December 7 2013 Latest news:
Friday, August 23, 2013
With yesterday’s overall fall in GCSE results masking variation between the region’s schools, education correspondent Martin George talks to headteachers about the system.
For thousands of teenagers, it was a day of high emotion as they opened the envelopes whose contents would help decide the next stage of their lives.
But behind the individual tales of achievement and disappointment, a record fall in overall grades saw some call for an overhaul of an “unfair” system where this year’s grades could not be compared with previous years, while others heralded a restoration of confidence in GCSEs.
Norfolk County Council said 54pc of students in the county reached the gold standard of at least five GCSEs at grades A*-C, including English and maths, a 1.6 percentage point drop on last year.
Nationally, a 1.3 percentage point fall was partly attributed to tactics increasingly used by schools to boost their league table positions, including students taking exams a year early, sitting what some teachers said were “easier” international GCSE qualifications, and entering the same subject for multiple exam boards.
The proportion of grades C and above in science fell by 7.6 percentage points after the exam regulator Ofqual brought in harder, revamped syllabuses.
While many Norfolk students yesterday celebrated outstanding achievement, more schools saw their key results fall than rise.
Two Norwich academy schools, the Open Academy and City Academy Norwich, were among seven schools in the region to fall below the government’s floor standard of more than 40pc of students achieving five GCSEs at grade A*-C, including English and maths. They are deemed to be failing, and could face intervention.
The Hewett School in Norwich saw its proportion of students achieving the key measure fall from 51pc to 42pc, and associate headteacher Rob Anthony said 10 students were three marks off a C in English, and would have achieved that key grade if the grade boundary had not been raised this year.
He said schools would continue to use tactics partly blamed for yesterday’s national fall because of pressure from the government’s floor standard, league tables and Ofsted inspections.
He said: “The problem with the system is it’s become far too pressured. If you are a headteacher and your school drops below the floor target you get visited by the Department for Education who say you are going to be turned into an academy. The governing body gets sacked and the headteacher can be sacked. You would be stupid if you were not trying to find a way to ensure you got significantly over the floor target every year.”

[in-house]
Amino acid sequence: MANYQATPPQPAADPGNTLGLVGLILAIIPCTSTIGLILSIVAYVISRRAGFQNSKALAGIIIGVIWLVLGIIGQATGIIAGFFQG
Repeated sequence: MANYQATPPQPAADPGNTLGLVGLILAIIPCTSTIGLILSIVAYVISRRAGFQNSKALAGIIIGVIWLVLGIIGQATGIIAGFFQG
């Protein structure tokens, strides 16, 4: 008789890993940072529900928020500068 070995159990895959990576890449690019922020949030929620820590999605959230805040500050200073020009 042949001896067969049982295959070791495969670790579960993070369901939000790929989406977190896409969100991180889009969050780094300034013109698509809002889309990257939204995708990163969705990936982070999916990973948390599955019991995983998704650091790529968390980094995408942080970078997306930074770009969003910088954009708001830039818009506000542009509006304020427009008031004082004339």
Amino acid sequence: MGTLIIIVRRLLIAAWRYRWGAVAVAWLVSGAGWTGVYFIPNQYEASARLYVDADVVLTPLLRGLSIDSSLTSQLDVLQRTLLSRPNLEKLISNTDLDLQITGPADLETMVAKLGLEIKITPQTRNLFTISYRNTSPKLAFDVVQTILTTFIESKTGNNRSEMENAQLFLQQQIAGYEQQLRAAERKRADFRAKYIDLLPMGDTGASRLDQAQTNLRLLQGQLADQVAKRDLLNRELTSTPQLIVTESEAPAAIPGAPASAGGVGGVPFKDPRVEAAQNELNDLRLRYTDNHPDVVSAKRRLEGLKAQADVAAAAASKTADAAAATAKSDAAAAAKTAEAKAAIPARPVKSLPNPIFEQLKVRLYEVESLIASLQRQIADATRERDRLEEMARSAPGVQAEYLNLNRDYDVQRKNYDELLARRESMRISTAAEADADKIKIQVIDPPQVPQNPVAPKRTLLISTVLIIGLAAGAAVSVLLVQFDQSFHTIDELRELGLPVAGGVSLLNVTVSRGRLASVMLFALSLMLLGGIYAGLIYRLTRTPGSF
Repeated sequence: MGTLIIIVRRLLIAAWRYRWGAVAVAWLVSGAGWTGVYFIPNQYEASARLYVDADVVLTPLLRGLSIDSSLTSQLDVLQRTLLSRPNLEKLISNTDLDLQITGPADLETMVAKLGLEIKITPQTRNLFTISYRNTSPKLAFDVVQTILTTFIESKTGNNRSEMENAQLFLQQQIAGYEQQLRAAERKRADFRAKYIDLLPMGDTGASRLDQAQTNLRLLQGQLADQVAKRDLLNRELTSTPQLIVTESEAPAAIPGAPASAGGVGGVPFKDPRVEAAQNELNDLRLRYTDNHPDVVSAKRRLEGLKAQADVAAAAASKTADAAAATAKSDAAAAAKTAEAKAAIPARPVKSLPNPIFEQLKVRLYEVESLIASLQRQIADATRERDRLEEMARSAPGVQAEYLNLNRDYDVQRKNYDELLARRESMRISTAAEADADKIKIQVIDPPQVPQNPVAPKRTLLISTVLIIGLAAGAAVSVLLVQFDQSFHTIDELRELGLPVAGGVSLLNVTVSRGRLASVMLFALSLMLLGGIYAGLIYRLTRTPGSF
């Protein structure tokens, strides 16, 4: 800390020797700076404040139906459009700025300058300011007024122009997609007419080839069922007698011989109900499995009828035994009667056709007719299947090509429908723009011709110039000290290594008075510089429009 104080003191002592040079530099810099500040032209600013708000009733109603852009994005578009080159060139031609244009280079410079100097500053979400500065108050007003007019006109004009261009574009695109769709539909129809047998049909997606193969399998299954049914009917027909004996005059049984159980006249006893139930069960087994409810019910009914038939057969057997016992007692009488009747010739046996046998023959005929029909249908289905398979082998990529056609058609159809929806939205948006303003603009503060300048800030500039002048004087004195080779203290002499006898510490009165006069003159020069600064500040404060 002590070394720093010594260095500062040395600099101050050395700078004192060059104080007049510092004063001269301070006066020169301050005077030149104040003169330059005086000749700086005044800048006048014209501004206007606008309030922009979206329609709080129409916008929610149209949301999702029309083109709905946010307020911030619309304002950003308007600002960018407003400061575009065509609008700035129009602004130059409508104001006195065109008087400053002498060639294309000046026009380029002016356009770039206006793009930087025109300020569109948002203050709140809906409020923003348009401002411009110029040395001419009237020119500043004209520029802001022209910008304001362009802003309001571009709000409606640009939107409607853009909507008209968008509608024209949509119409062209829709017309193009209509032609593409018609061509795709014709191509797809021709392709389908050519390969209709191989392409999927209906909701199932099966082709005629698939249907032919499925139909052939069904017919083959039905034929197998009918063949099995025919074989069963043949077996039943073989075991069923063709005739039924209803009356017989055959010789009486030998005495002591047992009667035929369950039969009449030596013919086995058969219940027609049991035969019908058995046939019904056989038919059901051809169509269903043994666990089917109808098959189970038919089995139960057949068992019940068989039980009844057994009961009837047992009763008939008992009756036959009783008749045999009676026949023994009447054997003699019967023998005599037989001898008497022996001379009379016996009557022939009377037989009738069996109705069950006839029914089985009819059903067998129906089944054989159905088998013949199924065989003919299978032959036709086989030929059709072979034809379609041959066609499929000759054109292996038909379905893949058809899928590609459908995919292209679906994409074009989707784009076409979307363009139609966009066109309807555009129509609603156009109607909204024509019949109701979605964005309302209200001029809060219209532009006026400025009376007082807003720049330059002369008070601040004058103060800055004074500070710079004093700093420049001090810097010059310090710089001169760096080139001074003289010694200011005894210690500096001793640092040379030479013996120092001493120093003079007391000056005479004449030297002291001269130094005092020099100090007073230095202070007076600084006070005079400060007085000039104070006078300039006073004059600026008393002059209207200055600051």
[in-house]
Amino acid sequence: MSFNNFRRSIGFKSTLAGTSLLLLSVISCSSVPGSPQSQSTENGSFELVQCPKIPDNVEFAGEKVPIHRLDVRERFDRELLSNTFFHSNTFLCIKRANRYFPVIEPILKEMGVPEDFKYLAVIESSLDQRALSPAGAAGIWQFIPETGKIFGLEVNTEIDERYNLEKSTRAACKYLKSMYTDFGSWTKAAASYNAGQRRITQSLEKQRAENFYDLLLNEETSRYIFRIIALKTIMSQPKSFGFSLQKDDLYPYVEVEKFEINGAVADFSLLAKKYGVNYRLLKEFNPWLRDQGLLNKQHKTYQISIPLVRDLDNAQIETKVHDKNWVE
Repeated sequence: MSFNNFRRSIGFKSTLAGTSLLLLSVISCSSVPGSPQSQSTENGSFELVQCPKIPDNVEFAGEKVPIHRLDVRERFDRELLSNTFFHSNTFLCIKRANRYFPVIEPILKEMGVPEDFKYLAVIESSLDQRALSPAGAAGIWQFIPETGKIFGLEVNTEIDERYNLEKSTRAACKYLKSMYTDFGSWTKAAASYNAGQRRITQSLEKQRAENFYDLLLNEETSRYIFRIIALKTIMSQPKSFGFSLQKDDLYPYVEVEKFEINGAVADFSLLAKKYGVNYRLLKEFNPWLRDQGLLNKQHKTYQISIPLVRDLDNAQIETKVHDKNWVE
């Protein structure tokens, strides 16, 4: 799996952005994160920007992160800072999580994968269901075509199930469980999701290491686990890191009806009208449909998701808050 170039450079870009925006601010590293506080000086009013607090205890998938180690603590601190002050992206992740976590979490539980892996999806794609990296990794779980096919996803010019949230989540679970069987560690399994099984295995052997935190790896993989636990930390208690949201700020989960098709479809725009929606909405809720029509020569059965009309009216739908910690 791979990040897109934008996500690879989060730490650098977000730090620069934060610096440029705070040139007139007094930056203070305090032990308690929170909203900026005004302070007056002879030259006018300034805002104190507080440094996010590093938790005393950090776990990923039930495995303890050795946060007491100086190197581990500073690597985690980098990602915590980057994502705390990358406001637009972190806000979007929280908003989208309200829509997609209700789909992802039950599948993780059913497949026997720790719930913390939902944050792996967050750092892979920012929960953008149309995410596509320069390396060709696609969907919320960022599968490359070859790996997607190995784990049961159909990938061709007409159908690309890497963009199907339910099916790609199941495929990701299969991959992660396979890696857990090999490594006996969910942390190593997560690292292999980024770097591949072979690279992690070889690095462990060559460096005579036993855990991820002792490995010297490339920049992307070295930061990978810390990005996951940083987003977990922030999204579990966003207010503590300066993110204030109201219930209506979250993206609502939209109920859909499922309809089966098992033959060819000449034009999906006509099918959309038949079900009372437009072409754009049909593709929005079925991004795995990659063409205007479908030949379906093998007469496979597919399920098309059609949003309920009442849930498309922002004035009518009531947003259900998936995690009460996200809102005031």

Although the government is planning to remove the floor standard, in order to stop schools concentrating on borderline C students, a report published by the CentreForum think tank yesterday said its proposals to adopt an alternative set threshold for English and maths would still see schools try to game the system.
Ian Clayton, headteacher at Thorpe St Andrew High School, which saw a rise in students gaining five GCSEs at A*-C, including English and maths, said tinkering with the exam system meant it now needed a radical overhaul.
He said he could understand tightening the top grades, but the C grade was something students would be judged on for a long time, and it was unfair to change it.
“A grade C this year is not a grade C next year”, he said. “If they changed the system completely and redefined what a C grade is and you had two years to teach towards that it could be a fair system, but it is not.
“It’s stopping youngsters getting to the next stage. In five years time employers will not say ‘That year they tinkered with it’.”
He called for a new system which still has English, maths and science at its core, but with broader choices, and more attention to educational philosophy and how children learn.
However, Rachel de Souza, executive principal of Ormiston Victory Academy in Costessey, which saw 75pc of students reach the gold standard, said: “I think what’s going on here is an attempt to restore respect to the examination system. I don’t think we should go in for wholesale change.
“Employers understand what GCSEs are and they need to believe in them. It can’t be a devalued qualification. I think the tightening is bold, and politically risky, and timely.”
South West Norfolk MP and education minister Elizabeth Truss said she supported the exam regulator Ofqual’s tightening of boundaries.
She said: “What people want is GCSEs that they can put their trust in, and that’s why we have an independent regulator setting standards, rather than the quite rampant grade inflation where every year the results would go up, but in international comparisons students were not necessarily doing better.”
She added: “I don’t think it’s an option to have no league tables because it has been very successful in parents understanding, and students understanding, how schools are performing.”
She said the government is consulting on reforms to the system to take pressure off the C/D borderline, and was considering responses about whether thresholds should be retained in English and maths.
However, she said she did not think the pressure of accountability on schools forced them to try to game the system.